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Cuomo announces Erie Canal Grant approval

by Kari Ashworth - Executive Editor
Wed, Feb 5th 2020 02:00 pm
Funding has been secured a for pedestrian pathway (artist rendering above) over the Erie Canal in Brockport, New York. Photo Courtesy of canals.ny.gov/reimagine/The_Brockport_Loop.jpg
Funding has been secured a for pedestrian pathway (artist rendering above) over the Erie Canal in Brockport, New York. Photo Courtesy of canals.ny.gov/reimagine/The_Brockport_Loop.jpg

Gov. Andrew Cuomo announced a $300 million plan to reimagine the Erie Canal on Monday, Jan. 6. Part of that money will be allocated to the Village of Brockport to fund what is being called the Brockport Loop, which will ultimately be a pedestrian pathway across the canal that will connect the village to the college. 

Cuomo recommended the New York State Power Authority Board (NYPA) approve the investment over the next five years in his State of the State address, and the board approved it on Wednesday, Jan. 30. During his address, Cuomo explained this project would expand on the canal’s original purpose as well as modernize it to fit the needs of the 21st century. 

“When the Erie Canal was created in the 19th century it set the state and the nation on a path to prosperity, and this year we will repurpose the canal to fit our state’s 21st century needs,” Governor Cuomo said in his address. “This bold and visionary plan to transform this historic waterway will build on the success of the Empire State Trail, grow tourism across Upstate New York, improve resilience of today’s Canal communities and ensure the economic sustainability of the waterway into the future.” 

The Brockport Loop will be built around the existing guard gate behind the Commissary at The College at Brockport. The first meeting regarding the bridge occurred on Wednesday, Jan. 30, to discuss the beginning stages of the design. 

Brockport Mayor Margaret Blackman said the bridge will have two main purposes. 

“There are two things that are involved with this bridge,” Blackman said. “One is kind of reimagining and reusing canal infrastructure. Thus, this bridge is going to be built on the foundation pieces of the guard gate; it’s going to kind of hang off the guard gate if you will, so it’s reusing old infrastructure to do something new with it. The other idea is connectivity, this is a bridge that’s going to connect one side of the canal with the other.” 

Director of Facilities Planning John Osowski agreed the bridge will serve to connect the college to the village in a new way. With the two closest bridges to campus not being pedestrian friendly, Osowski believes the Brockport Loop will fix this issue.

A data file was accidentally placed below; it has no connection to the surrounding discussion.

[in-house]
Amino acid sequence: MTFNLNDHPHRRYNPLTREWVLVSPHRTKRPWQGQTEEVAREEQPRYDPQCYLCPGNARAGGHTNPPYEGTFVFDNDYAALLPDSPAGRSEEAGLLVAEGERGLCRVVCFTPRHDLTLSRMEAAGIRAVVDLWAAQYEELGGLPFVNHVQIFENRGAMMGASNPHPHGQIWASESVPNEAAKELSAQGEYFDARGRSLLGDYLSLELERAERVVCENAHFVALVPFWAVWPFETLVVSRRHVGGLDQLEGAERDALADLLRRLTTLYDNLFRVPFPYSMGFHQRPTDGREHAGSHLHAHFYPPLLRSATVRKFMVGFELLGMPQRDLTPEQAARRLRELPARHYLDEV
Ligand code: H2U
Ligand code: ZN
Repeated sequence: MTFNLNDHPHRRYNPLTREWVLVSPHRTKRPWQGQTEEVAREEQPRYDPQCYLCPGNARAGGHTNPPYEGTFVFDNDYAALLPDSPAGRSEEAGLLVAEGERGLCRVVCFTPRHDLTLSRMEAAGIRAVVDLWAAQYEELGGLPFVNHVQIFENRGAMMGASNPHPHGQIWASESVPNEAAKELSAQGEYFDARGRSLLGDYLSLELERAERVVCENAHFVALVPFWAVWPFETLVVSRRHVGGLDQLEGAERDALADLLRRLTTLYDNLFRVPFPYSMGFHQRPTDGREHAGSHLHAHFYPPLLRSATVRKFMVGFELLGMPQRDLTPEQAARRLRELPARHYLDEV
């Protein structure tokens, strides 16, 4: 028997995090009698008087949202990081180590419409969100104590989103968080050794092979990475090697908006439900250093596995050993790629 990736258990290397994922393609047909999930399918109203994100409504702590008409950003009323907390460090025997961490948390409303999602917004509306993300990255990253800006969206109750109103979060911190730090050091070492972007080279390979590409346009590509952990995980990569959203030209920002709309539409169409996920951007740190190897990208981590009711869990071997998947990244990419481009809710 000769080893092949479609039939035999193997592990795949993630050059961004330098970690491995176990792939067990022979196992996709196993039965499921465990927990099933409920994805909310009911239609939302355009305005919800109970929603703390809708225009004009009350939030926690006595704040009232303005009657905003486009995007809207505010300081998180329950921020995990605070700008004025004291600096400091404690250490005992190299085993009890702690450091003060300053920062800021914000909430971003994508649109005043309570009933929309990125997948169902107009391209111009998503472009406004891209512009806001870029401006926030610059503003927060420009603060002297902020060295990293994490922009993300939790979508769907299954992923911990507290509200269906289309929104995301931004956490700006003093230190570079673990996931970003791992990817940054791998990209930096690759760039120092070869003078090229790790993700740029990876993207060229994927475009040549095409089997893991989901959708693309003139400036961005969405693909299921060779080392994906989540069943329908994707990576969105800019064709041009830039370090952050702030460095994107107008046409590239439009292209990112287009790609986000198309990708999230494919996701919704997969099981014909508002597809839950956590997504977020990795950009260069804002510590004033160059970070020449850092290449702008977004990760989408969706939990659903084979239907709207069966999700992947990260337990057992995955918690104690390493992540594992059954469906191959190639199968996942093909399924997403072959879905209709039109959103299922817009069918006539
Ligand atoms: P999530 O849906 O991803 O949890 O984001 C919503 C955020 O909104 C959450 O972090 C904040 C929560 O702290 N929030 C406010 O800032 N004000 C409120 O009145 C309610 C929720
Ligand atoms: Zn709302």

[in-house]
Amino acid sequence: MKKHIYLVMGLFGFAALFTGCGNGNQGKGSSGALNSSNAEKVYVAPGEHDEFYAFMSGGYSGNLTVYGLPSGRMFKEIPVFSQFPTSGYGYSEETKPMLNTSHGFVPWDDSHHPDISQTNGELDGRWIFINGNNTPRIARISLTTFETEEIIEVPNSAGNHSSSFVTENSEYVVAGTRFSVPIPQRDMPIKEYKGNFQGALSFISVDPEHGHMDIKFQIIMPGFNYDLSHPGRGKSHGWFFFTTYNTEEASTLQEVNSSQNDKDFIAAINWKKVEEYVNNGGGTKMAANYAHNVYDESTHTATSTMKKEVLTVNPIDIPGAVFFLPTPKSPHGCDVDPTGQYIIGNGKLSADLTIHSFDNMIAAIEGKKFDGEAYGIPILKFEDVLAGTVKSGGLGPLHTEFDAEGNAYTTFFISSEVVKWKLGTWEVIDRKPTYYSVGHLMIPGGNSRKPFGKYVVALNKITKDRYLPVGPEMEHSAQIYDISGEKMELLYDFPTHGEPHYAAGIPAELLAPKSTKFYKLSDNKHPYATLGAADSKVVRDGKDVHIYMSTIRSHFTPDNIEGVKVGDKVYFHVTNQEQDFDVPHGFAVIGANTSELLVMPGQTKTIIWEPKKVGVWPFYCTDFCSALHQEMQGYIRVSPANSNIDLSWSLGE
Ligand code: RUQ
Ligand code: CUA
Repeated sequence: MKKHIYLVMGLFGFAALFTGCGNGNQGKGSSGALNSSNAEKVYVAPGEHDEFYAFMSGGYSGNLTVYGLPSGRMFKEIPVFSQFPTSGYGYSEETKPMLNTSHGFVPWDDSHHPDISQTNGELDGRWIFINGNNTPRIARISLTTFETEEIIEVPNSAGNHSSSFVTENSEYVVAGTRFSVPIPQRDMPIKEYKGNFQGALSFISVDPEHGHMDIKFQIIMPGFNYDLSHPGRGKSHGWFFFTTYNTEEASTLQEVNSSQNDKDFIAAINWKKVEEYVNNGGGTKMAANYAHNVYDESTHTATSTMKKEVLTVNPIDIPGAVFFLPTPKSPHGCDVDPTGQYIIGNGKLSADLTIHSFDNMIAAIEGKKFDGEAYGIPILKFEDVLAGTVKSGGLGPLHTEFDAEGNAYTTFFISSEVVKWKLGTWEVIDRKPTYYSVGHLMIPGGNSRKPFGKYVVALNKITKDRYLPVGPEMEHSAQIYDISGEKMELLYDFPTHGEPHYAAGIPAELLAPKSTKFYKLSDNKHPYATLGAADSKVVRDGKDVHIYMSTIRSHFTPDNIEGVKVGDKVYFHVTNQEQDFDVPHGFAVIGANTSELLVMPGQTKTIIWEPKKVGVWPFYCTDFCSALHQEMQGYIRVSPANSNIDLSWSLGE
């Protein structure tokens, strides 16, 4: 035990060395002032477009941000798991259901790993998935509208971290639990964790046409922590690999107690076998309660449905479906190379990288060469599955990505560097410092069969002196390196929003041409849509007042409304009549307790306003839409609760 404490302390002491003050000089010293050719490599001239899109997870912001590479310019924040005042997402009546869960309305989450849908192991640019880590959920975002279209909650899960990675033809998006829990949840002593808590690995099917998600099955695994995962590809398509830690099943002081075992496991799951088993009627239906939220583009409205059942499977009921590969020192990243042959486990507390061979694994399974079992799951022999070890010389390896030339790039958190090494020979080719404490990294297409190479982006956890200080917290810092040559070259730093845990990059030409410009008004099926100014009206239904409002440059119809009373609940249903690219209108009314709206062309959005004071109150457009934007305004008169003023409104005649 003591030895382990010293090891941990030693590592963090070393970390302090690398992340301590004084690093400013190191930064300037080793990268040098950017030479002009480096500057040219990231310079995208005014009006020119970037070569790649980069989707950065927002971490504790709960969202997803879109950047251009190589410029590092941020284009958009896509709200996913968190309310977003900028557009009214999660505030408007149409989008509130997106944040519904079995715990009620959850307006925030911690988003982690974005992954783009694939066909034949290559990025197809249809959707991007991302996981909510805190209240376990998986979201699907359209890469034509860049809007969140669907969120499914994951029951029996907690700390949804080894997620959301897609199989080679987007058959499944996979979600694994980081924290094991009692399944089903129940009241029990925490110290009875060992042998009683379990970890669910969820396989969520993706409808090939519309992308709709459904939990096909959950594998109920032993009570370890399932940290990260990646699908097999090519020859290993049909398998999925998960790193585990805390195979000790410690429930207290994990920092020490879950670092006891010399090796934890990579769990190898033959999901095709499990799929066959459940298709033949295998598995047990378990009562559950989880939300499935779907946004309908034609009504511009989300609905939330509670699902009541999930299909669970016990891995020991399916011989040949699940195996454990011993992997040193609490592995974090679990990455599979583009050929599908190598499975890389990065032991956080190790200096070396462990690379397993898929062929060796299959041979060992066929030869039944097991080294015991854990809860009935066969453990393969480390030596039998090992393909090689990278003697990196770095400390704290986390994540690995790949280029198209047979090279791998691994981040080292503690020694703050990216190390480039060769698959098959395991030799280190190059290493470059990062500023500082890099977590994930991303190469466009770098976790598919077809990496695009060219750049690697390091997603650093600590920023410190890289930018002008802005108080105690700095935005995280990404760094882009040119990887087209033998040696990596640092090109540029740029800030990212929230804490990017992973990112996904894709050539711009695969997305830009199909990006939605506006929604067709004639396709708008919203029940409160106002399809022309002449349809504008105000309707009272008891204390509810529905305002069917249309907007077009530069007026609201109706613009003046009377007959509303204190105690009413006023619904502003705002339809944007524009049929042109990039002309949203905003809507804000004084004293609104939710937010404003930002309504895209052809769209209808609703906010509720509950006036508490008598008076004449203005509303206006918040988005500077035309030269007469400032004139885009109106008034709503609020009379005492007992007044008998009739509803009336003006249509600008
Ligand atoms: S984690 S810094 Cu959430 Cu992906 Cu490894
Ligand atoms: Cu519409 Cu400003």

“To get to that part of the trail from the campus, you either have to walk down into the village across the Smith Street bridge, which is not very pedestrian friendly to begin with — it’s a one lane bridge — to get over to the north side of the canal, or you have to go all the way down, go west to Redman Road and try to get off the canal from that part and again that’s a main road,” Osowski said, “So it’s really great to have a quick and safe connect point.” 

Connectivity will be the main idea behind the bridge as college students and village residents alike will likely utilize it, but Blackman hopes it will also drive tourism and economic development. 

“This is something that would attract people who might want to come here and spend some time on the canal and Brockport because it’s got this great bridge,” Blackman said. “And so that’s a piece of it to me. One hopes that it might serve as a stimulus to economic development and the downtown business section and whatever else.” 

The initial renderings of the bridge show a pathway that splits into two around the guard gate. The bridge will be ADA-compliant and will also serve as an overlook for the canal. Blackman and Osowski both mentioned the bridge will be ideal for watching regattas when the village’s rowing club is finalized. A semi-shaded seating area will also be built underneath the bridge on the edge of the canal. 

Other portions of the project will include connecting the Empire State Trail better to the community as well as incorporating an ADA-compliant path from Corbett Park, which is the village’s largest park, up the canal embankment to the canal path. This would create a “complete loop,” according to Blackman. 

The project will take some time, despite $3 million being allocated from the original budget by NYPA and an additional $2 million being donated from the Ralph Wilson Foundation, which is a private foundation. 

The design element of the project is expected to take about a year, as an architect engineering firm has yet to be contracted to begin that process. It will take another two years at least to construct the bridge. 

Although the project will take years before it is finished, both the village and the college hope it will be a positive addition to Brockport. 

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